Friday, June 29, 2012

REVIEW: Temporary Duty

Title: Temporary Duty
Author: Ric Locke
Genre: science fiction
Price: $2.99 (ebook)
Publisher: Amazon Digital Services
Point of Sale: Amazon
Reviewed by: Chris Gerrib

Some time back, I reviewed Nathan Lowell’s novel Quartershare.  Lowell’s book was of the “merchants in space” subgenre of SF, and so Amazon kept recommending that I buy Ric Locke’s novel Temporary Duty.  When I learnt that Ric Locke had terminal cancer and was soliciting donations for an oxygen machine, I decided to spend the three bucks and buy his book.  (I also kicked in a few bucks to the tip jar.)  Buying Locke’s book proved to be a great investment.

I’ve talked on my personal blog about how writing is more than having the same basic idea.  Two books, in this case Temporary Duty and Quartershare, can both be summarized as “enlisted men join merchant starship” but the execution of the idea leads to radically different stories.  The world of Quartershare is peaceful and alien-free, leading to a surprisingly calm book.  The world of Temporary Duty is rather the opposite.

The protagonist of Temporary Duty is John Peters, a Petty Officer Second Class in the US Navy of the mid-21st Century.  An alien spaceship arrives at Earth, making first contact with the aircraft carrier USS Barack H. Obama.  After some backstage maneuverings, the aliens agree to take two squadrons of US fighters onboard the ship for a two year trade mission.  Peters, by sheer luck, gets assigned in advance of the main US body to the alien ship.  In one of the more insightful parts of the book, this immersion into alien culture forces Peters to become a resident expert on the aliens, which proves continually useful.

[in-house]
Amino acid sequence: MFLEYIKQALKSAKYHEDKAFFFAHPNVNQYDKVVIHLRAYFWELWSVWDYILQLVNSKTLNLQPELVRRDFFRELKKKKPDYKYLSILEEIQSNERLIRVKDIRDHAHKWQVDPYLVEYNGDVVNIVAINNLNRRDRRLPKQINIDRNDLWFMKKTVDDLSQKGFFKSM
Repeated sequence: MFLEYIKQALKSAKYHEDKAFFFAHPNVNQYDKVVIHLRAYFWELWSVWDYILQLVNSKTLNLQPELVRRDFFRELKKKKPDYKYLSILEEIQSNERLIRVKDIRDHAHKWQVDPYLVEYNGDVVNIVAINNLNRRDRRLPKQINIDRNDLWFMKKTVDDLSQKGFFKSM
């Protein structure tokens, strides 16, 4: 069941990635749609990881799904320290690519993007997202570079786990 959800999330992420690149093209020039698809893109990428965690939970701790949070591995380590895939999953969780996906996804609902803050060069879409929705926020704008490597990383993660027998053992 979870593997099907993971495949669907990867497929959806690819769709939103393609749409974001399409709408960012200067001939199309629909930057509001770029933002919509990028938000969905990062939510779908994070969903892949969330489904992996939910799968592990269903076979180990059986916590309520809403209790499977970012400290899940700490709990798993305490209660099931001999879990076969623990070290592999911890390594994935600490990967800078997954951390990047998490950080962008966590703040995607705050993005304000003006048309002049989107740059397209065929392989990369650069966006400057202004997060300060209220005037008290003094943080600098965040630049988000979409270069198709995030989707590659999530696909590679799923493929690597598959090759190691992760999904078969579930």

The world of Temporary Duty is not at total war, but neither is it totally at peace.  As a result, our carrier wing (with planes converted to fly in space) sees some action, and Peters, as defacto alien expert, has a number of opportunities to advance personally, which he seizes.  Locke, the author, appears to have been ex-Navy himself, and uses that to good advantage. 

One of the things I like about the book is that Locke captures the peculiar dynamic between Navy aviators (officers) and enlisted.  I was an officer in the Navy, although not a pilot, and I noticed that pilots tended to have the most distant relationships to their enlisted subordinates of any officers in my experience.  This was due to a number of factors, the discussion of which is for another essay, but Locke captures that dynamic perfectly.

Temporary Duty is very action-packed, and quite a gripping read.  I stayed up way too late reading it!  There’s adult language and sex, (including inter-species) and some violence, but only the most sensitive readers should have an issue with that.  I did find the last couple of chapters a bit over the top, but that’s a quibble.  It’s not Space Opera, but fans of space operas, science fiction or just good storytelling should enjoy reading Temporary Duty.


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